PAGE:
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Hip implant class action grows

David Jean From The Advertiser August 01, 2011 12:00AM

aus bus pix hip implant

An orthopedic surgeon studies a patient’s X-ray as he performs a hip replacement

SOUTH Australians with faulty hip implants are likely to share in millions should a class action succeed.

South Australians make up a disproportionately large amount of the 700-odd group members Sydney firm Maurice Blackburn is acting on behalf of, in a case principal Ben Slade says is one of the “biggest international product liability disasters ever”.

DePuy International implants were recalled globally last year and there have since been many cases reported in which patients recorded high levels of cobalt and chromium in their blood.

About 14 per cent of those who received a conventional hip replacement have required revision surgery, along with 11 per cent who had hip resurfacing surgery.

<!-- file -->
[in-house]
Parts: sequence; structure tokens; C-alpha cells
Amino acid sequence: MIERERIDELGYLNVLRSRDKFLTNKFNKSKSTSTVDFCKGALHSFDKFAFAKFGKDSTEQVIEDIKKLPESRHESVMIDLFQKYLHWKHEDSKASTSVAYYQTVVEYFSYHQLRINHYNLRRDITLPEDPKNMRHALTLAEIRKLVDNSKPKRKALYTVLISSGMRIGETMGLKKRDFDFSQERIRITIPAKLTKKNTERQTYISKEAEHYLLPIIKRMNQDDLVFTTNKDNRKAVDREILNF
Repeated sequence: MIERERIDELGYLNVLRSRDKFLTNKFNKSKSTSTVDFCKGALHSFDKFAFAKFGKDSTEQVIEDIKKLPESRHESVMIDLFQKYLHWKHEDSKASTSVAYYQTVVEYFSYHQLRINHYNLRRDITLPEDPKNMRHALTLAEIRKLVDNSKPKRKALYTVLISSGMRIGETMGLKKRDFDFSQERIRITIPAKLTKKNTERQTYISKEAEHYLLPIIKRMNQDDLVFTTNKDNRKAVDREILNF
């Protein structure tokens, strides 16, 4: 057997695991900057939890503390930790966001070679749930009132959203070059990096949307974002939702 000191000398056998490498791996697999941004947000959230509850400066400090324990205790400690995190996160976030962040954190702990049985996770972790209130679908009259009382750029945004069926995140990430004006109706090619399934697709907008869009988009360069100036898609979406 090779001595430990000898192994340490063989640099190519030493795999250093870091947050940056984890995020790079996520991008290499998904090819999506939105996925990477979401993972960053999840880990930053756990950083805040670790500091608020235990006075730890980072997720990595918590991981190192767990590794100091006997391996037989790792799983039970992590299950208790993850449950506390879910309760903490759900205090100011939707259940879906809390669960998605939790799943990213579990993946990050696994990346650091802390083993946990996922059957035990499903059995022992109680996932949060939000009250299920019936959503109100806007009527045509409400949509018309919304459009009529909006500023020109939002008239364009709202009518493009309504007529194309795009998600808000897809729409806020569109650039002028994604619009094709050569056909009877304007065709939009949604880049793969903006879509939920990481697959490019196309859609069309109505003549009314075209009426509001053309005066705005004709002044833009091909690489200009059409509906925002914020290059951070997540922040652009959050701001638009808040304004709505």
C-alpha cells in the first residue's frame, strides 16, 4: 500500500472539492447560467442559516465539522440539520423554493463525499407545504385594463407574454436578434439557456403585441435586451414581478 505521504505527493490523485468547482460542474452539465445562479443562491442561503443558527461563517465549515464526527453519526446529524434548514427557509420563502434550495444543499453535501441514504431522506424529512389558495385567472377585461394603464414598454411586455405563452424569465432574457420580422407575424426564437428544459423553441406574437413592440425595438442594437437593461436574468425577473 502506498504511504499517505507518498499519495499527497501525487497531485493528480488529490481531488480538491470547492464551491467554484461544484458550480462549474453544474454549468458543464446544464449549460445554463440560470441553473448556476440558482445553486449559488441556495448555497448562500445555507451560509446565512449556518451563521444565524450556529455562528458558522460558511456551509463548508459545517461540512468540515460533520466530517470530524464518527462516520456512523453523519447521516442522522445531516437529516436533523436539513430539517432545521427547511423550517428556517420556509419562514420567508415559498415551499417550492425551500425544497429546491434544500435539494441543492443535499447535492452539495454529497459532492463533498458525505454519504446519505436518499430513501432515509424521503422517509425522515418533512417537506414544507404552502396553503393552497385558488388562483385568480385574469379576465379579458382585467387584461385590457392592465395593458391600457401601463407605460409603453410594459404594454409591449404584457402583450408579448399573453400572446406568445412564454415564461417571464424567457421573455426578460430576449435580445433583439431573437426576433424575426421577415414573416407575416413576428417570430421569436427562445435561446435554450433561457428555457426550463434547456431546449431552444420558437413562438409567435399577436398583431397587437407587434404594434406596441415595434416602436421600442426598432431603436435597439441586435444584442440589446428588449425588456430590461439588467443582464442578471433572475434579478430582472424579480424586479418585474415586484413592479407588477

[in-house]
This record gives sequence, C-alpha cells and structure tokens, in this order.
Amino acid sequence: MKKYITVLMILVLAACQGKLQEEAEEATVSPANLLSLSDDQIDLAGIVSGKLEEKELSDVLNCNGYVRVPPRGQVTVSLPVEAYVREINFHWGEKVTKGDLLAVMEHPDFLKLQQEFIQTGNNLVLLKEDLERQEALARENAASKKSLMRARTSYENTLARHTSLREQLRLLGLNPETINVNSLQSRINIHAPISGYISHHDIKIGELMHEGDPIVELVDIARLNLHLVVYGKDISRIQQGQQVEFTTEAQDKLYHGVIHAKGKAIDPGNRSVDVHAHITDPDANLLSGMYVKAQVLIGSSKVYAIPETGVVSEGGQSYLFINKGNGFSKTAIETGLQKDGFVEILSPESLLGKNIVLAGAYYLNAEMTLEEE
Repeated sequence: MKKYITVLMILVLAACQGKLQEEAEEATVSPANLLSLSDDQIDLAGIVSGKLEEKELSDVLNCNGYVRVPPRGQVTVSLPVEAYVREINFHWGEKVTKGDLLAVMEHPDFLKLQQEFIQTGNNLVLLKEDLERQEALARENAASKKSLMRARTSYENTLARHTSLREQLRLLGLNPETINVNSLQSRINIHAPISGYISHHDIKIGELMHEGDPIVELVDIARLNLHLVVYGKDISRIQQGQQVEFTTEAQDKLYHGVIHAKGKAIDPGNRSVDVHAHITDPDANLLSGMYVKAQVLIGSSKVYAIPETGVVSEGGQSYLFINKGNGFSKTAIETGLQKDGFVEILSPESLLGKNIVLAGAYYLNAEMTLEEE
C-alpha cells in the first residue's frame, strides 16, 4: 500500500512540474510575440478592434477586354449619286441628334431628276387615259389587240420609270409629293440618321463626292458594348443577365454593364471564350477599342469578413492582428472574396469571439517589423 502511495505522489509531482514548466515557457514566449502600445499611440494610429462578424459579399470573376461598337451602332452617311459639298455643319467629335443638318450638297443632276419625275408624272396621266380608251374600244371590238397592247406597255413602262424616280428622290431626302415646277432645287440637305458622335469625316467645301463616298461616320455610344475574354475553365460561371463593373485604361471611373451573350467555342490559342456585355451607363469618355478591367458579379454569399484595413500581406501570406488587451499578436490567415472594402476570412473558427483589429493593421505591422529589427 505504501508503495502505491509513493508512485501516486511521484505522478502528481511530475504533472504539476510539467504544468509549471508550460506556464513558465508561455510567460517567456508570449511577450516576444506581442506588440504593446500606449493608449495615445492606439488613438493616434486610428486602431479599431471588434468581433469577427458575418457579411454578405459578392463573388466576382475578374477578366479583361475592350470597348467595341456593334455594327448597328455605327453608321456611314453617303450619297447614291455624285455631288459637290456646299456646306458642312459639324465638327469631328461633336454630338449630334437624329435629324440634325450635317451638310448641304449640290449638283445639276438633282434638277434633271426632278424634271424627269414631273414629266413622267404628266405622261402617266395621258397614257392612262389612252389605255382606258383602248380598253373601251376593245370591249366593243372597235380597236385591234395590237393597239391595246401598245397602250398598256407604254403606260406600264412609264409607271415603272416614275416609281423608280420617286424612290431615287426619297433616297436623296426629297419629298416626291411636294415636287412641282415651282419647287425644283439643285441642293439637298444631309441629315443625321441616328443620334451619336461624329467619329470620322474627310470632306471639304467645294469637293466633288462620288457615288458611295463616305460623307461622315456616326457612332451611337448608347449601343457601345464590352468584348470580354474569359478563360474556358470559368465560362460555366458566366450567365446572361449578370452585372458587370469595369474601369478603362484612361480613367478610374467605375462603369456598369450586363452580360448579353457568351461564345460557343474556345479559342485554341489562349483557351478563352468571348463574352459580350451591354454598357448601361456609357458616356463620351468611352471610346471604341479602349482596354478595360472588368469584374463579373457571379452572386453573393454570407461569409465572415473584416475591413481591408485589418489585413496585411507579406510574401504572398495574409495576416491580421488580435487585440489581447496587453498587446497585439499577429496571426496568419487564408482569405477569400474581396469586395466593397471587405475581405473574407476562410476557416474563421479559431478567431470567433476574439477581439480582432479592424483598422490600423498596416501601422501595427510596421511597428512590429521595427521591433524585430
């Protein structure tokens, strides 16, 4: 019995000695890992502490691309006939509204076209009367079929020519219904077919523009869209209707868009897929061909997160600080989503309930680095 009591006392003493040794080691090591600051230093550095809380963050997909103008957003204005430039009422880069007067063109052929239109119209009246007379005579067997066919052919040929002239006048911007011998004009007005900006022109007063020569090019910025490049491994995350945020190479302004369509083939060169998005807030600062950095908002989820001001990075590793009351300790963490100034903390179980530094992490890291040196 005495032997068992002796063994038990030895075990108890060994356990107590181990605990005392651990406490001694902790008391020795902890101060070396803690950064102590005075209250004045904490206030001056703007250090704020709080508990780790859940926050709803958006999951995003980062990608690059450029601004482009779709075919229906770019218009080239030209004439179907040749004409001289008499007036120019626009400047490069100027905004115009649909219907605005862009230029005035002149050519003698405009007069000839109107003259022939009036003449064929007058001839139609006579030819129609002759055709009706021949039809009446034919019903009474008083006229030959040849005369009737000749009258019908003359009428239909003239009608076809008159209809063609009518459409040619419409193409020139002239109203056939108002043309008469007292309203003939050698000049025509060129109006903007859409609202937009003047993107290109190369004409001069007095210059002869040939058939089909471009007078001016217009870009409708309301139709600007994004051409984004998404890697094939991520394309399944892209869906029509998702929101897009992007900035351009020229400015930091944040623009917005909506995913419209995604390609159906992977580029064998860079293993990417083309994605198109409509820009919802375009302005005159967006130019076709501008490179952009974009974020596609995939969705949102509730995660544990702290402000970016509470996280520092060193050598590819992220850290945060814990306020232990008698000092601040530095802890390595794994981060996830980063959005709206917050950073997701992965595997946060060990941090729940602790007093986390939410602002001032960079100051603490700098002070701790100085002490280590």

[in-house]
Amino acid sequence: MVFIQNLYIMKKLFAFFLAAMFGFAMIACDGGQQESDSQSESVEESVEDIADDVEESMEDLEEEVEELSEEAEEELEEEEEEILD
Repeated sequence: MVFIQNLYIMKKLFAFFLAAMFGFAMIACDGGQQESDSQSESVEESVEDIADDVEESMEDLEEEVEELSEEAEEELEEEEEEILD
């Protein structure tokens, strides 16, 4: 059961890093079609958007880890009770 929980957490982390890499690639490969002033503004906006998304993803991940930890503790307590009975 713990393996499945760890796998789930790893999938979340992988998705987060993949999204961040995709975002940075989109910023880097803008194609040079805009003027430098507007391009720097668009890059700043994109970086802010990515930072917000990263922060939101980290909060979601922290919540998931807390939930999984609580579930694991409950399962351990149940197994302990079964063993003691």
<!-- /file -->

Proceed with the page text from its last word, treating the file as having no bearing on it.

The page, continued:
Mr Slade predicted a successful case would result in damages ranging from $50,000 to millions, depending on individual cases.

South Australians were the recipients of roughly 1500 of the 5500 potentially faulty hips implanted nationally before the recall.

Many of the implants in this state were carried out at Sportsmed SA by now-retired surgeon Dr Roger Oakeshott.

“It is a defective product that in South Australia was aggressively promoted and sold to hapless victims who deserve some form of compensation,” Mr Slade said.

Some victims have joined Brisbane-based firm Shine, which will proceed with a class action to America, while others are considering individual proceedings.

Mr Slade said a federal class action in Australia had advantages.

Individuals would have no cost impost from the firm representing them and any Australian affected by a dodgy DePuy hip would be represented unless they opted out.

Mr Slade met a group of victims in Port Lincoln last week.

He has spoken with firms representing about 250 South Australians so far about the class action.

In May, leading orthopaedic surgeon Professor Ross Crawford – speaking on the ABC’s Four Corners program – warned that recipients of metal-on-metal hips may be suffering from blood poisoning even if their device was not failing.